But if the threat level will be high (not much partnering anymore – mostly competing) then things might end up in unhealthy way – open conflict that can lead to undesired results. Customers will be bombarded by conflicting statements getting lost in what is true and what is not (misintepretation/desinformation/marketing claims) – not sure who to believe, etc… I personally do not see this situation as very healthy and I think it will benefit nobody.

      In this blog I was hoping to catch attention to this problem before it will get out of control…

      Tomas

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      1. Andy Silvey

        Hi Tomas,

        i agree and especially with the your goal of the blog.

        Customers will be bombarded by conflicting statements getting lost in what is true and what is not (misintepretation/desinformation/marketing claims) – not sure who to believe, etc…

        yes, this is an issue today with the Hana architectural possibilities, and I don’t only mean on-premise, on cloud, but what about, even on premise, let’s say the customer wants to implement Hana for ECC, there are currently so many questions and very little guidance, on premise or on cloud, how to deal with the appliances and the system landscape, how many appliances to go for, 1 appliance for non-prod with mcod or one appliance for each non-prod system, vmware etc ? 

        So much has been written about Hana, so many blogs, but I see very few if any blogs discussing and philosophising the Hana Landscape Architecture questions which will be landing on the desks of all SAP Basis Architects over the coming years.

        We can safely assume the majority of Customers during the next 5 years will move to Hana in some respect, and the first question once the Business and CIO have signed off the money, the first question on the Basis Architect’s table will be, how are we going to implement it ?

        What is the answer, where is the guidance for Basis Architects on strategies for implementing Hana, on premise, off premise, same appliance and platform concept for Prod and QA, then put the rest on VMWare or other possibilities, so many possibilities but very little if anything has been blogged and documented on this area, Hana Implementation Strategies for Basis Architects.  It is on my list of tasks, I will start blogging in the area of Hana Implementation and Architecture Strategies for Basis Architects, I cannot blog from experience, but my plan is to blog what I know are the possibilities, philosophise on when to use which and why, and my main goal is to motivate discussion and feedback on this subject so that we can find a concensus.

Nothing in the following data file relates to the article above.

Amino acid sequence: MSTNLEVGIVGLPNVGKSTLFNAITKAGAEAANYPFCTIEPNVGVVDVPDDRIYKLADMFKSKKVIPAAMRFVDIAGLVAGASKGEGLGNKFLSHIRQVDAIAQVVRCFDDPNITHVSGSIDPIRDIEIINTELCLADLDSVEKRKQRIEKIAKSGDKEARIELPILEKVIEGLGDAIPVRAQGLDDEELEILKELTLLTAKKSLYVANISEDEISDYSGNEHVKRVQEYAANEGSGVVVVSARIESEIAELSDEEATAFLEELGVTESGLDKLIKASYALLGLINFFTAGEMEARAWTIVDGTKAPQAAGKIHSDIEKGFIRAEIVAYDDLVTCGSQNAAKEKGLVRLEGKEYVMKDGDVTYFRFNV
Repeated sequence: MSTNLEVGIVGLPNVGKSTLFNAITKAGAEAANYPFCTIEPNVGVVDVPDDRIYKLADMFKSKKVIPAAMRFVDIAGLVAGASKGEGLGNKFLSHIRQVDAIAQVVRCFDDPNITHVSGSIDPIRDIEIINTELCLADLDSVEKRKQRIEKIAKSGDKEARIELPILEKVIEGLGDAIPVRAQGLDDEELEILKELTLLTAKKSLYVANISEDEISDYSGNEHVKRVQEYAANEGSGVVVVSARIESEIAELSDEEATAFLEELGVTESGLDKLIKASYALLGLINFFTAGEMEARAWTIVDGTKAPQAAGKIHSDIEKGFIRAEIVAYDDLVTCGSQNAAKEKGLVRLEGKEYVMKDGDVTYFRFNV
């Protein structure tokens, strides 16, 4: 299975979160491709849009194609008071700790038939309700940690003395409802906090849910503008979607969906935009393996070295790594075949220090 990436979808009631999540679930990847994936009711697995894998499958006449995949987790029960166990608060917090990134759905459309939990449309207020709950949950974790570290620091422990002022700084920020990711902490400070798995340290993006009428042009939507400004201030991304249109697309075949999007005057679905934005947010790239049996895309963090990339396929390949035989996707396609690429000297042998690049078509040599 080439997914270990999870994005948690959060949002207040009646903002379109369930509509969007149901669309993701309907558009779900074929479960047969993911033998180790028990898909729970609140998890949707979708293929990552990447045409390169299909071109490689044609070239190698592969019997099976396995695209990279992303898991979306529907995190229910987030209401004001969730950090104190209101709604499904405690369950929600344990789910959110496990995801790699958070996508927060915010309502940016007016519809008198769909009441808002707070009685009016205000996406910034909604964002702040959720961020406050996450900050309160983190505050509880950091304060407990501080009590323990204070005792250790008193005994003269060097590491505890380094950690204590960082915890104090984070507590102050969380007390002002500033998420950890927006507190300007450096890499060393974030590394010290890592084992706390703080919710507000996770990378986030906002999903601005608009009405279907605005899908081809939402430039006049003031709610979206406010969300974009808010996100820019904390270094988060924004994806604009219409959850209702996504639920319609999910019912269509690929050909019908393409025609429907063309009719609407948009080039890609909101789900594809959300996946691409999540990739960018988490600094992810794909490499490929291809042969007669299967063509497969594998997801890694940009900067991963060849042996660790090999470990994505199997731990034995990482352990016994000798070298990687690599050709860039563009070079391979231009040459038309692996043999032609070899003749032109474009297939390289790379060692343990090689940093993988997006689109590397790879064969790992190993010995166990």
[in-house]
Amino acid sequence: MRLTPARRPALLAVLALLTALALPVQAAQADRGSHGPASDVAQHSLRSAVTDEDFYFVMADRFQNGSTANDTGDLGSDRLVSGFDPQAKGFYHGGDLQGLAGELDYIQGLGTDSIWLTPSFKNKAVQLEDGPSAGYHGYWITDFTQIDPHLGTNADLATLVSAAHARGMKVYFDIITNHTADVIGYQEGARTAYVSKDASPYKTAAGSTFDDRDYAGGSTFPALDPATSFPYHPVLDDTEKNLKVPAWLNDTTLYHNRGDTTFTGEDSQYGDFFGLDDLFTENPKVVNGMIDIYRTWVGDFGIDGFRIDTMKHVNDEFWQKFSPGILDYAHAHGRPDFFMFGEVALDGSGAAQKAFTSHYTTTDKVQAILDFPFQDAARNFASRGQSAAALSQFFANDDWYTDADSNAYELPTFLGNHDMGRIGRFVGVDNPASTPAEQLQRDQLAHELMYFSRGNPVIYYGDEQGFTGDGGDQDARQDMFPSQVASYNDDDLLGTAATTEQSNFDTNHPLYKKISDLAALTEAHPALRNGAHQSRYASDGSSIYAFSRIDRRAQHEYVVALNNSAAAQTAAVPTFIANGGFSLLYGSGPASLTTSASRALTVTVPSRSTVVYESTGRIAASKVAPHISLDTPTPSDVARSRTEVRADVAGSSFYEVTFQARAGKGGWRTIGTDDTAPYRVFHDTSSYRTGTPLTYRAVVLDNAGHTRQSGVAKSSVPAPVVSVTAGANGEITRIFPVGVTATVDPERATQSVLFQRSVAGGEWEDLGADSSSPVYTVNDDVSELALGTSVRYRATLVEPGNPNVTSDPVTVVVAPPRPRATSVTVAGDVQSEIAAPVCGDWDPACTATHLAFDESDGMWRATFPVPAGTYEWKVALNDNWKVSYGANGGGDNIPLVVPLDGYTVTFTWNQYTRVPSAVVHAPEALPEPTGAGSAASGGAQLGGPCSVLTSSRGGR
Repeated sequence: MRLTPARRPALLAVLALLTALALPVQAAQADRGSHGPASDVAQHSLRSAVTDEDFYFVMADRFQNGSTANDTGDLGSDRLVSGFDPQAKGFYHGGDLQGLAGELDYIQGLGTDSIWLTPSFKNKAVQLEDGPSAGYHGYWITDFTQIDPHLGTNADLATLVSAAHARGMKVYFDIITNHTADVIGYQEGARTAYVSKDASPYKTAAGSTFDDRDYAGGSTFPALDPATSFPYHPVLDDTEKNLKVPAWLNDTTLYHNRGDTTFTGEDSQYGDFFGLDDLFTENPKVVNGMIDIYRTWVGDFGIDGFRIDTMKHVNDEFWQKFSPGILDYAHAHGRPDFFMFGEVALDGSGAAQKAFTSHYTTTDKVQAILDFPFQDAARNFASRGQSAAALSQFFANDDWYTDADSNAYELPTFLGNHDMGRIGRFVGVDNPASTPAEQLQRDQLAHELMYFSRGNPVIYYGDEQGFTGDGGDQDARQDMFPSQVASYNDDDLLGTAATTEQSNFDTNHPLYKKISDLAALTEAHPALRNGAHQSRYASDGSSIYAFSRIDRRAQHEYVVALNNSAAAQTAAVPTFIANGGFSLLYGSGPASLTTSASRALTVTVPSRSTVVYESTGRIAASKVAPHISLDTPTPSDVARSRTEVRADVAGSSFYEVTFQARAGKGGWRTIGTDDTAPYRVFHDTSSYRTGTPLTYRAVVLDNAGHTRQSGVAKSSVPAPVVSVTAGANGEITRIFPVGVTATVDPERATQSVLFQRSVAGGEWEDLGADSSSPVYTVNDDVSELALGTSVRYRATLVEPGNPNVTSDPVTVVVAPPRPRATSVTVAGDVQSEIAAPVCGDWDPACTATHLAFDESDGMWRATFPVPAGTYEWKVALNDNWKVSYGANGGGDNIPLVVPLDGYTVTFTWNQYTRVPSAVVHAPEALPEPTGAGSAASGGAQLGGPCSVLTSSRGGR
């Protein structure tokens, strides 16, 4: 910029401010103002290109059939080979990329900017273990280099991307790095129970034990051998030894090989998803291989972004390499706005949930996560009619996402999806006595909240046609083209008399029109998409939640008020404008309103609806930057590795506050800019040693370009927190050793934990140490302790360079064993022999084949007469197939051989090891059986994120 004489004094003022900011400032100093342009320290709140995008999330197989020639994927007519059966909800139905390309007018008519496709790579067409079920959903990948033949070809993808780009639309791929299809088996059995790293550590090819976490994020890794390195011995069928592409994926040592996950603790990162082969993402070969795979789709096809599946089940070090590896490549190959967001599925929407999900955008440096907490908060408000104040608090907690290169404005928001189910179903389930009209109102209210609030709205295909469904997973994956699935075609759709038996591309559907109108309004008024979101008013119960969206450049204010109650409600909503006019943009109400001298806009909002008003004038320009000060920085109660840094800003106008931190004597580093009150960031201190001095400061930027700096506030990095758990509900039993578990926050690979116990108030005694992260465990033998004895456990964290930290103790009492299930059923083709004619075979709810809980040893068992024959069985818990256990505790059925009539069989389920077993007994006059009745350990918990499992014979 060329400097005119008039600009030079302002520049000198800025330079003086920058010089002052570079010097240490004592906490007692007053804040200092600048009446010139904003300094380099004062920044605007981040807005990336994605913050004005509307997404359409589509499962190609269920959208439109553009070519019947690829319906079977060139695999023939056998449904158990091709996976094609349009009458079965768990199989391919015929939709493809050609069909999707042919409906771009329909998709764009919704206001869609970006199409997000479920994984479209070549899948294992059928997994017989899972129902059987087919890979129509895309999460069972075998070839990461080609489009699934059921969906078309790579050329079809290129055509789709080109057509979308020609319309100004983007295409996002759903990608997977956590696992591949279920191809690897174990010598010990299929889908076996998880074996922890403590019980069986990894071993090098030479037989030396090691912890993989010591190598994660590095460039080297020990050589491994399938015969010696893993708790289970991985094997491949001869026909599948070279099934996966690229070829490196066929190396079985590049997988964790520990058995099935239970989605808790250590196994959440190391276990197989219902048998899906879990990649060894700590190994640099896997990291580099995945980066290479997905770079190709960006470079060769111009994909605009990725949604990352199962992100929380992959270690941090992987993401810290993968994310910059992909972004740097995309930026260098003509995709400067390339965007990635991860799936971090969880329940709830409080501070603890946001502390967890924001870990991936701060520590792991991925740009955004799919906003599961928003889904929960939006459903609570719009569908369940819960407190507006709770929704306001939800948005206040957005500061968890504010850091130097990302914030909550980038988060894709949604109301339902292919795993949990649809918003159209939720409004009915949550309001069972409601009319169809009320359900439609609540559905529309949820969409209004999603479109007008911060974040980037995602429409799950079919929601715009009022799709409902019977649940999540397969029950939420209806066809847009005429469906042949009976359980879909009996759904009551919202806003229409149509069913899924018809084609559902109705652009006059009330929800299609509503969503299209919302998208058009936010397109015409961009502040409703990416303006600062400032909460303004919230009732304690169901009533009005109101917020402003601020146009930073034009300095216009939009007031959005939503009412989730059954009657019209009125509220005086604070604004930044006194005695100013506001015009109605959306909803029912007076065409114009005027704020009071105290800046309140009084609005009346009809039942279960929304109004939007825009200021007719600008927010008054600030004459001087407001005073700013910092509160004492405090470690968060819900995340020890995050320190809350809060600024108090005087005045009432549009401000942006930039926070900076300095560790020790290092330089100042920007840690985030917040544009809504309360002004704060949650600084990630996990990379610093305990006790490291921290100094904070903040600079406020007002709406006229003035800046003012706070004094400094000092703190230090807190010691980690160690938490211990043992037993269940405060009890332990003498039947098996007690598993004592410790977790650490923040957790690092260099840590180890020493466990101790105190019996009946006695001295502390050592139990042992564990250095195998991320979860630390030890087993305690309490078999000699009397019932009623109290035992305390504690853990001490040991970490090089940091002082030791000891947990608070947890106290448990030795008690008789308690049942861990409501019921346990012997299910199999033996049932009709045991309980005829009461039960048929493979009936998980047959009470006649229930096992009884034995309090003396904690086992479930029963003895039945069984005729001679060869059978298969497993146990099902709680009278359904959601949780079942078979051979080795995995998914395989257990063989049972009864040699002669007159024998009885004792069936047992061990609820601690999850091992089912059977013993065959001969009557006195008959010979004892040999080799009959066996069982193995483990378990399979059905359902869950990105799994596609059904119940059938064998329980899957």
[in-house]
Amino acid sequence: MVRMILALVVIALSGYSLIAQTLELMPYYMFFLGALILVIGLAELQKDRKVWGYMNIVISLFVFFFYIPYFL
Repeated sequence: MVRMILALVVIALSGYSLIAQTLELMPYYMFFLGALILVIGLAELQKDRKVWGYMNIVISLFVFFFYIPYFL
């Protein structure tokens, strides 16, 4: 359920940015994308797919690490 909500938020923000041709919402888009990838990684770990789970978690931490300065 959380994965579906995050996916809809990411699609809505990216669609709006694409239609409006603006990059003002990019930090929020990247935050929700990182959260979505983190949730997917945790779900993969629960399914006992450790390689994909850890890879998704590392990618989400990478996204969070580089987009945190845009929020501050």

If you want you can lead that, if you are busy with other things I will do it, we could even do like this, I write the blogs, you proof them and then I publish them in cooperation with you. My motivation is, these questions are going to hit a lot of us soon and we need to start being prepared for them.

        And back to your comment,

        Customers will be bombarded by conflicting statements getting lost in what is true and what is not (misintepretation/desinformation/marketing claims) – not sure who to believe, etc…

        this isn’t just the case for Hana, this is the case today and before.

        Look at how many Customers there are with incoherent architecture strategies, because of some reasons or circumstances decisions were taken which after time are shown to not necessarily the most optimal.

        Across all areas of SAP we are missing coherent architecture, long term landscape lifecycle strategy guidance.

        There is a wealth of human capital experience here on the SCN Community and I think more people with deep long architectural experience should be blogging and discussing architectural strategies for SAP Business suite.